A ban of drones from overseas would be one surefire way to nip 70-80% of the rogue drone problems right in the bud. Alternatively, maybe as a compromise, the Government should just reclassify any imported toy with more than two propellers and over 250 grams as an aircraft, registering and taxing accordingly. Either of those hypotheticals would undoubtedly translate into a considerable drop in flights in and around airports, prisons, or cartel drug and human smuggling use at
On the up and away, hats off to the FAA for yet another “waivenar” – my new term for their series of webinars about waivers. (ha!) Coming up August 7 is The Good, The Bad, The Ugly “Using real examples, this session reviews what a successful and unsuccessful waiver application looks like.” Owchh!
If you are wondering about the interest and demand for this kind of information, each waivenar, which for nonsensical technical reasons is capped at 1,000 online participants, has sold out. Fortunately, they are being recorded – all the details
Riding the increasingly popular waiver wave, is an upcoming webinar August 8th by LeClair Ryan, Waivers, Exemptions and Certifications.
THE UK AND OZ
The new UK (I mean England, I mean Britain, I mean Great Britain, I don’t know what I mean but I have great respect) laws are now on the books. Commercial Drone Professional covers it in New Drone Laws Come Into Effect Today as Public Demands Safer Flying. Some very interesting canaries in the coal mine that we are likely to hear trill here as well.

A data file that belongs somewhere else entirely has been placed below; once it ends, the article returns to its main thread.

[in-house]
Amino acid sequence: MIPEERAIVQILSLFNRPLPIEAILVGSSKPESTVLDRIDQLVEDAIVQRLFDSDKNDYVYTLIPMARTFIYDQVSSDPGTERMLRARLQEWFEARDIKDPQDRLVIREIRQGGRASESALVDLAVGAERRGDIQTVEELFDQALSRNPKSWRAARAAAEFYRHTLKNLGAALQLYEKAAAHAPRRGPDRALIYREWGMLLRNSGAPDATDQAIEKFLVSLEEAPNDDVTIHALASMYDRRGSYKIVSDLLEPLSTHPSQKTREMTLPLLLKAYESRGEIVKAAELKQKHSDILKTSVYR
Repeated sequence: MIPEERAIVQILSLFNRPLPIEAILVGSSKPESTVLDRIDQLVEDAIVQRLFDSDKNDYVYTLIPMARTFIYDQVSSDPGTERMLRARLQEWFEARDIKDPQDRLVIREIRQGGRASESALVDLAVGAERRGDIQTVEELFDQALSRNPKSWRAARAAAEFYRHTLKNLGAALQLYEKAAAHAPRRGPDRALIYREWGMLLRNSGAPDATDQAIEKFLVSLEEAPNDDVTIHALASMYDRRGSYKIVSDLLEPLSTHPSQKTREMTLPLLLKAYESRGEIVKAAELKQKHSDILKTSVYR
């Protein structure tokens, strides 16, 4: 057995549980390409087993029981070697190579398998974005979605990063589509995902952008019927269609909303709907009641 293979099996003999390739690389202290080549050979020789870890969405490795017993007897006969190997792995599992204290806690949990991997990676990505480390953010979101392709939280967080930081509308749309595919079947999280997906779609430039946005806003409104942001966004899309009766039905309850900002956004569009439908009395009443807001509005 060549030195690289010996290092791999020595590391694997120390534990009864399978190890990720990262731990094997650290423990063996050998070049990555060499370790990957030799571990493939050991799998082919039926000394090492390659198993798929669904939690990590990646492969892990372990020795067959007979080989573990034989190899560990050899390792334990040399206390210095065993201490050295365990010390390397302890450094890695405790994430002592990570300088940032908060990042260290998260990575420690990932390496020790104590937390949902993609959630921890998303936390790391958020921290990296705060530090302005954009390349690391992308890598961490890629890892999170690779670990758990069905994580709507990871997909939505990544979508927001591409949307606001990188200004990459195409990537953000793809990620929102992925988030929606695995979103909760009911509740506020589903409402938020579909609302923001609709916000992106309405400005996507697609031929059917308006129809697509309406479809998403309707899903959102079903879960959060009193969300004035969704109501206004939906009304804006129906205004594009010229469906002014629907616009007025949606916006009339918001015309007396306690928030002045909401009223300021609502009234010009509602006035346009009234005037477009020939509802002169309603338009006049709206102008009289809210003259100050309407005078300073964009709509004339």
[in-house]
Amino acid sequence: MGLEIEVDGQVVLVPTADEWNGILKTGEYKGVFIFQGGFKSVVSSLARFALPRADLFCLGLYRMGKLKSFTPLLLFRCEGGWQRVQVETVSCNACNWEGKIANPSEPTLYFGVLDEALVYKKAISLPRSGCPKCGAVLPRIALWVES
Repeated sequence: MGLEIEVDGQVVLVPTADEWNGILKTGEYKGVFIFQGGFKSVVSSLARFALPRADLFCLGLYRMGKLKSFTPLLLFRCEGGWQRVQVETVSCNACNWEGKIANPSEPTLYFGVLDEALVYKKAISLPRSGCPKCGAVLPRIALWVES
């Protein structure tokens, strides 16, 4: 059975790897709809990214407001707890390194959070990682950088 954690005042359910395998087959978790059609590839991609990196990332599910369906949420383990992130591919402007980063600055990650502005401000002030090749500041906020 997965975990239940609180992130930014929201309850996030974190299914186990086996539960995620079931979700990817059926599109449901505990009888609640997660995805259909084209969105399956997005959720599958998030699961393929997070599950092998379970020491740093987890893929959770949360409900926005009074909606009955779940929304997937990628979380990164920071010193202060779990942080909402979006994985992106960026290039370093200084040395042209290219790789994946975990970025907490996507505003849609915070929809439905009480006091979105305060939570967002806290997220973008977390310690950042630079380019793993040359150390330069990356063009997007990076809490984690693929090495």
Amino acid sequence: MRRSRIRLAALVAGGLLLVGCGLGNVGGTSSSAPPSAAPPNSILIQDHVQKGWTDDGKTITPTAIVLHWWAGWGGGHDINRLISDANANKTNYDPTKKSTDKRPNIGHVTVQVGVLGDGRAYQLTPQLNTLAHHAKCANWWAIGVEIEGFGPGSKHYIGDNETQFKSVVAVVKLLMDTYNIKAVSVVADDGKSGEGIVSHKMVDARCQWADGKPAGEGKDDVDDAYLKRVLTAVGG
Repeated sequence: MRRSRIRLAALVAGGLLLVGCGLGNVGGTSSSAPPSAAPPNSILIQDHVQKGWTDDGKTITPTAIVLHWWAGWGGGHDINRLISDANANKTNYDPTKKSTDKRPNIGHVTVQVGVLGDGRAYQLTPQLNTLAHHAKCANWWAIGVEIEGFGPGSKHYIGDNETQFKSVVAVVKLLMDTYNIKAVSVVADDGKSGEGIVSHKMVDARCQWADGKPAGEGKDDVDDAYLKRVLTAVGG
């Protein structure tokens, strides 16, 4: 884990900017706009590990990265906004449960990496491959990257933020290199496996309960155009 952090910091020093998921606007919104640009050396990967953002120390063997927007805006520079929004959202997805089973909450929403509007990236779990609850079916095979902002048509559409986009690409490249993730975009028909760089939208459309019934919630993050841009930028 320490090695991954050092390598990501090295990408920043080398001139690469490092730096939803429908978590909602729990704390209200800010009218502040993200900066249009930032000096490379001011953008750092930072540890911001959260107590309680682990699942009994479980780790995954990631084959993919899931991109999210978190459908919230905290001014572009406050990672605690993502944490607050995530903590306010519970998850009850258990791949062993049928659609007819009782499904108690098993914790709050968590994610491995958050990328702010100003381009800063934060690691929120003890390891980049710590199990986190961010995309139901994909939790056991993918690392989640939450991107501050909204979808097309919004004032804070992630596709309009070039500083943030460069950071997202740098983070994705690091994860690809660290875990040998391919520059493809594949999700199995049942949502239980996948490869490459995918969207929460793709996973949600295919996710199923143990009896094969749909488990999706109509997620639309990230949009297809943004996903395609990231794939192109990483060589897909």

New research published today from the Civil Aviation Authority (CAA) finding that:
- 77% felt that more drone regulation was needed. This was even echoed by the drone community themselves, with 75% in agreement.
- 93% of the public and 96% of drone users calling it ‘vital’ that drone flyers adhere to the rules and guidelines of the CAA’s Dronecode.
- Almost half of drone users (45%) use a drone-related app to help them fly more safely.
- Of those who don’t use a drone app, 73% said they will in the future while 43% stated that apps such as NATS Drone Assist and Airmap have the benefit of providing drone users with accurate airspace information.
An inquiry into current and future regulatory requirements that impact on the safe commercial and recreational use of Remotely Piloted Aircraft Systems (RPAS), Unmanned Aerial Systems (UAS) and associated systems.
In their press release, the Australian Association for Unmanned Systems (AAUS) commented that:
AAUS remains supportive of the risk-based approach adopted by CASA and CASA’s ongoing efforts to educate operators on how to fly their RPAS legally. AAUS encourages CASA to continue in its efforts to expand and reform applicable safety regulations, as well as its oversight and safety promotion activities. AAUS also acknowledges the need to address the broader issues of privacy and security. Any new regulatory reform should be developed after evidence-based analysis, and not come at the expense of any aviation sector.